Concrete Floor Staining Services
Comparison of Concrete Stains vs. Concrete Dyes
Concrete dyes and stains have become the latest trend in the concrete decorative community. Thanks to their ease of use and an extensive palette of vibrant colors, they are replacing acid stains.
Concrete Stains and Concrete Dyes
Concrete stains and dyes do not react with the concrete but contain pigments that penetrate into the surface. Their common features:
- Unlimited Color Palette – color is practically unlimited because you can mix of dilute the colors.
- Safe Application – The application of water-based stains or dyes is easy and safe for contractors, as will as homeowners. They contain no or very low VOCs. A quick application with a low-pressure sprayer, roller, brush or sponge.
Dyes are used to color most everyday product, including textiles, plastics, wood, paper, and food, as well as concrete. Natural dyes originate from plant sources like berries, roots, wood, an fungi. The invention of synthetic dyes has vastly increased the range of colors. Concrete dyes have become available in stores in the form of liquid concentrates or powders.
Dyes contain very fine color pigments, much smaller than stains. They are solutions, similar to ink, and can easily penetrate into tight concrete. Most are water-based but there also are solvent-based dyes, usually with acetone or alcohol.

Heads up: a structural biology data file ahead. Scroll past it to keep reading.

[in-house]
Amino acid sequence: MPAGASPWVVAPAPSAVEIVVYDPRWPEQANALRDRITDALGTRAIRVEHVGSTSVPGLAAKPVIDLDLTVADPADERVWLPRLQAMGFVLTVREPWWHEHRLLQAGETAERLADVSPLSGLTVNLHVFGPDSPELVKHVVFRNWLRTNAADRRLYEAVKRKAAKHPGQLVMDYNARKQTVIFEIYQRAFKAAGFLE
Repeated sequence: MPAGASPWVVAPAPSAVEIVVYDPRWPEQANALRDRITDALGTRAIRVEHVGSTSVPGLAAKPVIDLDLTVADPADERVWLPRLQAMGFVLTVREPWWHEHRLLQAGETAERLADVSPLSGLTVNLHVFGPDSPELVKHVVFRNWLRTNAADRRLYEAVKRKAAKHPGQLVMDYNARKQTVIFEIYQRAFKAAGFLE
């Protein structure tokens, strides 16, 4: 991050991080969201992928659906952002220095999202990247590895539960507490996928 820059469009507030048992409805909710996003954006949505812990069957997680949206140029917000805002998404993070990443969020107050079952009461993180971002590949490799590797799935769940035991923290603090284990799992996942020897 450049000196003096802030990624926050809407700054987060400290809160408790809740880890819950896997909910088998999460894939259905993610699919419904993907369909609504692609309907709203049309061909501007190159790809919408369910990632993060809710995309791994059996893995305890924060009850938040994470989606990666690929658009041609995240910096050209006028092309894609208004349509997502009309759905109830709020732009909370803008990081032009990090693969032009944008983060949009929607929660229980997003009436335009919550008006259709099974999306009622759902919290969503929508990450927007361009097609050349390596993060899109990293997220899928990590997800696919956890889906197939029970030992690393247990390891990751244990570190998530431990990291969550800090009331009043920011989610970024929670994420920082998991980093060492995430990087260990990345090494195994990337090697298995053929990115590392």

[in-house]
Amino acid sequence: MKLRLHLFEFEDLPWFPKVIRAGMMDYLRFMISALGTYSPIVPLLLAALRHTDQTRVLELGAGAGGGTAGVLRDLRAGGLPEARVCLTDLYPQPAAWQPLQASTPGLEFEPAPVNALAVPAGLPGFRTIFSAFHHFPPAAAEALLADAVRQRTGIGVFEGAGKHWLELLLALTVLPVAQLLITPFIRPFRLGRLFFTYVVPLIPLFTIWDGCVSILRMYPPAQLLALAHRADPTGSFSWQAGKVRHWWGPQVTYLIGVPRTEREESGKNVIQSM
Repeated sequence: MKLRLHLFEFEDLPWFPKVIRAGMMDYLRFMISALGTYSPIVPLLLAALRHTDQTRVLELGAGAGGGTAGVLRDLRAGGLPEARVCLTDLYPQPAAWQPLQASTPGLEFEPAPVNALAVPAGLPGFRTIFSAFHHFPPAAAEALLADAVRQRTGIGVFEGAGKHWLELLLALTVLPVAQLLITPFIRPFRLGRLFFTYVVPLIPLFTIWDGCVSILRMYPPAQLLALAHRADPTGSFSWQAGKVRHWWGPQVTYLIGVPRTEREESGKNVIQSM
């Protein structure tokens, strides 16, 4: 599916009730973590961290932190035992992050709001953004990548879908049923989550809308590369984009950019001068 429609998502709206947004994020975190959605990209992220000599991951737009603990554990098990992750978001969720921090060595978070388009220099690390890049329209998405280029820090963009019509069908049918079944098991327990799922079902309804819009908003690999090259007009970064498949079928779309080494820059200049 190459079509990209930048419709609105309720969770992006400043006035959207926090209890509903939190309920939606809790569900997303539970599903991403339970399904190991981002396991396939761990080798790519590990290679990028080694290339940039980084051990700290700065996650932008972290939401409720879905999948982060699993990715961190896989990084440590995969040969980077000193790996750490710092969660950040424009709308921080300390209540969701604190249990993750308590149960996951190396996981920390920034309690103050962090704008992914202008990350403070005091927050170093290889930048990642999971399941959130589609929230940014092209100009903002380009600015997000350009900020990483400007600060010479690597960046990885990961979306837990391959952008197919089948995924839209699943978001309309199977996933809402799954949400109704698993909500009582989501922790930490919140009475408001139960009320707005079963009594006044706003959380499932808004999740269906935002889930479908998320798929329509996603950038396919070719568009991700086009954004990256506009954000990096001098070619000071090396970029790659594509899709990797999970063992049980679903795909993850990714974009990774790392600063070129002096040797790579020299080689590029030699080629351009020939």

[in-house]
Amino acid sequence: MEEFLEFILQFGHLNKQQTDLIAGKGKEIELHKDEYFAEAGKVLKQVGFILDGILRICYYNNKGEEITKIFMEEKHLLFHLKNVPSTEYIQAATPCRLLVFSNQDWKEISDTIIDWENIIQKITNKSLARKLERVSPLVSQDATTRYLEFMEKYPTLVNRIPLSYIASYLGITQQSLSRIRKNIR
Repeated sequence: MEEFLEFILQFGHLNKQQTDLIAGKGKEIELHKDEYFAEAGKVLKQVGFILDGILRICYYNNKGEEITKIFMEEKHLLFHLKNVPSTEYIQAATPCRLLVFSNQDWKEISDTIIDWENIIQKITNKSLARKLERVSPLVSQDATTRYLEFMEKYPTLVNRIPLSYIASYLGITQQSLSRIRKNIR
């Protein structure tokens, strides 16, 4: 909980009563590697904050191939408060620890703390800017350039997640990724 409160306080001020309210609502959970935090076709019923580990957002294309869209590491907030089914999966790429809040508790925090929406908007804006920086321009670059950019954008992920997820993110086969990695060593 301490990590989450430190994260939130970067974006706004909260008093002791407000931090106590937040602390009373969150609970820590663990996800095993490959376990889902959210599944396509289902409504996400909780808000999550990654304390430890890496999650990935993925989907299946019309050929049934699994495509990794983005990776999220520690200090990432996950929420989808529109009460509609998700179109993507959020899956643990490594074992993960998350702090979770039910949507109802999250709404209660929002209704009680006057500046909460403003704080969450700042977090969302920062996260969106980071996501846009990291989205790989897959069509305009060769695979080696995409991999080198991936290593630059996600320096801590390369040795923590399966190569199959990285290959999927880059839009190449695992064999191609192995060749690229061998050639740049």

- Uniform Color – The resulting color is usually more uniform or monotone, unlike the variegated look of stains.
- Not UV-stable – Typically, dyes are not UV-stable and would fade in the sun in a couple of months, which limits them to interior use.
- Top Coatings – most manufacturers recommend applying a clear sealer to lock in the color and protect against leaching.
Concrete stains are a suspension of color pigments. This is similar to paints but the stain pigments must penetrate into the concrete instead of staying on the surface, or they would wear or wash off. Concrete stains are typically water-based and have none or a low VOC content. Easy and safe application.
More porous areas will absorb more pigments, making them darker. Tighter concrete will absorb less of the stain pigments. Hard-troweled concrete requires good surface preparation to open up the surface and make it sufficiently porous.
Concrete stains provide a vibrant, variegated look on the concrete, similar to acid stains but with many more color options.